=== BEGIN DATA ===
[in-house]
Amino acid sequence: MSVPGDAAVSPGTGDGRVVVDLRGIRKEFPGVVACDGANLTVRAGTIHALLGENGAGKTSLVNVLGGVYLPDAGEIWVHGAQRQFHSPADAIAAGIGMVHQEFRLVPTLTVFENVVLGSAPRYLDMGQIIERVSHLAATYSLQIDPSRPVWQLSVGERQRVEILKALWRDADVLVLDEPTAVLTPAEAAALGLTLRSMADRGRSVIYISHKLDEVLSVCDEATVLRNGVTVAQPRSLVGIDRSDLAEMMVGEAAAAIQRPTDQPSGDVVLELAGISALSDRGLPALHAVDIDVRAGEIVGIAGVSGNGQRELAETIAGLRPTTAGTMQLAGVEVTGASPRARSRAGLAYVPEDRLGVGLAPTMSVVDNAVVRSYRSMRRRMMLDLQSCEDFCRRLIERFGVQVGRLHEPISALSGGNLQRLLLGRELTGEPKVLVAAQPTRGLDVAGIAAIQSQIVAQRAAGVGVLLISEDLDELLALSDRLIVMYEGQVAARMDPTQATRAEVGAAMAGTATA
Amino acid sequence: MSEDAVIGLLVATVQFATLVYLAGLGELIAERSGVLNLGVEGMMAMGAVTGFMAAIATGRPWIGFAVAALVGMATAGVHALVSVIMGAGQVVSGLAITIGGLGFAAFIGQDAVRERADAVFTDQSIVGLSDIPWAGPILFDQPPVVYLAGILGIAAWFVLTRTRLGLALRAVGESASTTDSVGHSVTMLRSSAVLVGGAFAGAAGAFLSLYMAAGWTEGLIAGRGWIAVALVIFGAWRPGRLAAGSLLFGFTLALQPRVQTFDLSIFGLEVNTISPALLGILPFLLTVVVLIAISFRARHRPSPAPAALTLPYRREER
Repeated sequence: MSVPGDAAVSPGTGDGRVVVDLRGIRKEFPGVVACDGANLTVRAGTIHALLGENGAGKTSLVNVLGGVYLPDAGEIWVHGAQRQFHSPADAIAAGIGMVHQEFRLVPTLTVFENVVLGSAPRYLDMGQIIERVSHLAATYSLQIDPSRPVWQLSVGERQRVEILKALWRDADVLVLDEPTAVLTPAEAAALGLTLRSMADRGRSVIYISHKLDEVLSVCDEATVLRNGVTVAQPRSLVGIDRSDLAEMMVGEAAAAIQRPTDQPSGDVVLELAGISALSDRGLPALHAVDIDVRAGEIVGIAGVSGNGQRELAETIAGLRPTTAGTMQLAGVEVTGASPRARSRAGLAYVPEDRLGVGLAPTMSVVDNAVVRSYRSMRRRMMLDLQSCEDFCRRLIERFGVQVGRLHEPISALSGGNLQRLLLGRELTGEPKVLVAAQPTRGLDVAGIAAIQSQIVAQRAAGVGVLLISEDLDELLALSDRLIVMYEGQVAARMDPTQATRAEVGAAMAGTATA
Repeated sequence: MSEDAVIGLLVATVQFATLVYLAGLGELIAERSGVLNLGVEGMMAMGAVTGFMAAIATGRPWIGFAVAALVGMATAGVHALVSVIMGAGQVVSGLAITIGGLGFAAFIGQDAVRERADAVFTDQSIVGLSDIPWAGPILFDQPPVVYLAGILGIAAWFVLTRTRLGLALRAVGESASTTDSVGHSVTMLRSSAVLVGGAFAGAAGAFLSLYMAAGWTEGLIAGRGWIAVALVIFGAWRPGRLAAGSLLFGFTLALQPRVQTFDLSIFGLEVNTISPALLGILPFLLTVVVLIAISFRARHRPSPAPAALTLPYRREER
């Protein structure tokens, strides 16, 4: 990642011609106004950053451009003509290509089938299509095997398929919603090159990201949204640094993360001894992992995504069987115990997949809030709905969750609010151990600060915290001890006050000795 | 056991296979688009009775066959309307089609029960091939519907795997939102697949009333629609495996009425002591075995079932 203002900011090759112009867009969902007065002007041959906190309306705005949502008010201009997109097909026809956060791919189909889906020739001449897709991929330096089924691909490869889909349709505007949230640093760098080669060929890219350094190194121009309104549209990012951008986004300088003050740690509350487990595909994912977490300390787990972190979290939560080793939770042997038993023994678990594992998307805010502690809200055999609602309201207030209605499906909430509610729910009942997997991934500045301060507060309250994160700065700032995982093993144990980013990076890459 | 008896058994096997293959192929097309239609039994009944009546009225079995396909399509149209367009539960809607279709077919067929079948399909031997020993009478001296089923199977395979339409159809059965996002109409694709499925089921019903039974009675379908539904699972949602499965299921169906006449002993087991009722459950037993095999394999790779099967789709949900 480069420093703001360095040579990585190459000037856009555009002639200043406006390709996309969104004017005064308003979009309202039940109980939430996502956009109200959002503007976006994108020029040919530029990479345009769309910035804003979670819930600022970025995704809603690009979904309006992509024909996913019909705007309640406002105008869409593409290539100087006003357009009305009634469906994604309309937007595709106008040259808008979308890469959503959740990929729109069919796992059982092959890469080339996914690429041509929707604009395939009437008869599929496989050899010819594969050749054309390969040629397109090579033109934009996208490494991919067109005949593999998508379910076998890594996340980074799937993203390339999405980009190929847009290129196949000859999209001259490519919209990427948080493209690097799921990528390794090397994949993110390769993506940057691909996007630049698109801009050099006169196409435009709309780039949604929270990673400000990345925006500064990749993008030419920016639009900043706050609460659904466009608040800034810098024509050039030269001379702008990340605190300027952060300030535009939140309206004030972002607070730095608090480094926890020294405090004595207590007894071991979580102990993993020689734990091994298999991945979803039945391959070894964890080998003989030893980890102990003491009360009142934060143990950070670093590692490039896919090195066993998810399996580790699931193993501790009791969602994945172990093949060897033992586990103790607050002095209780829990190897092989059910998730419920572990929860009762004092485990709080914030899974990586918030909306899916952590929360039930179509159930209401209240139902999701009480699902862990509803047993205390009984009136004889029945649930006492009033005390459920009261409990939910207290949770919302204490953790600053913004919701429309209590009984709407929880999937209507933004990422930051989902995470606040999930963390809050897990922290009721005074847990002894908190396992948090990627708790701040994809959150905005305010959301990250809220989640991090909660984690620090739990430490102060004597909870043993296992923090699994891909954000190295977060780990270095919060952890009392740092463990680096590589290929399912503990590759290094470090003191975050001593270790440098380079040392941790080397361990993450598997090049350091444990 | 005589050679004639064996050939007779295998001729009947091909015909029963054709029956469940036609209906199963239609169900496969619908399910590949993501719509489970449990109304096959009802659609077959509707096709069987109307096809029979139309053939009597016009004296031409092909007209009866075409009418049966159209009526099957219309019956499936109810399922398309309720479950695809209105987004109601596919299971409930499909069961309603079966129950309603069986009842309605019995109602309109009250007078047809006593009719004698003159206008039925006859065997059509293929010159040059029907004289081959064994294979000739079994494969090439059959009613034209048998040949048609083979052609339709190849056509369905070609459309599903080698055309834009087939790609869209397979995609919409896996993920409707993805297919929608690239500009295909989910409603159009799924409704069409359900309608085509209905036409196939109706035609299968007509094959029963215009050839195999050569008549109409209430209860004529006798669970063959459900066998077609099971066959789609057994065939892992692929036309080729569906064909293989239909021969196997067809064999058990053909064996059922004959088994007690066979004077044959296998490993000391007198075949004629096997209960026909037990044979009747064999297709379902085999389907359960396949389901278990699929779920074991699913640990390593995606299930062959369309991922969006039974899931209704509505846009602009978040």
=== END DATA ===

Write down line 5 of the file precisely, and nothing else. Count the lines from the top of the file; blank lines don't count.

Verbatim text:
Repeated sequence: MSEDAVIGLLVATVQFATLVYLAGLGELIAERSGVLNLGVEGMMAMGAVTGFMAAIATGRPWIGFAVAALVGMATAGVHALVSVIMGAGQVVSGLAITIGGLGFAAFIGQDAVRERADAVFTDQSIVGLSDIPWAGPILFDQPPVVYLAGILGIAAWFVLTRTRLGLALRAVGESASTTDSVGHSVTMLRSSAVLVGGAFAGAAGAFLSLYMAAGWTEGLIAGRGWIAVALVIFGAWRPGRLAAGSLLFGFTLALQPRVQTFDLSIFGLEVNTISPALLGILPFLLTVVVLIAISFRARHRPSPAPAALTLPYRREER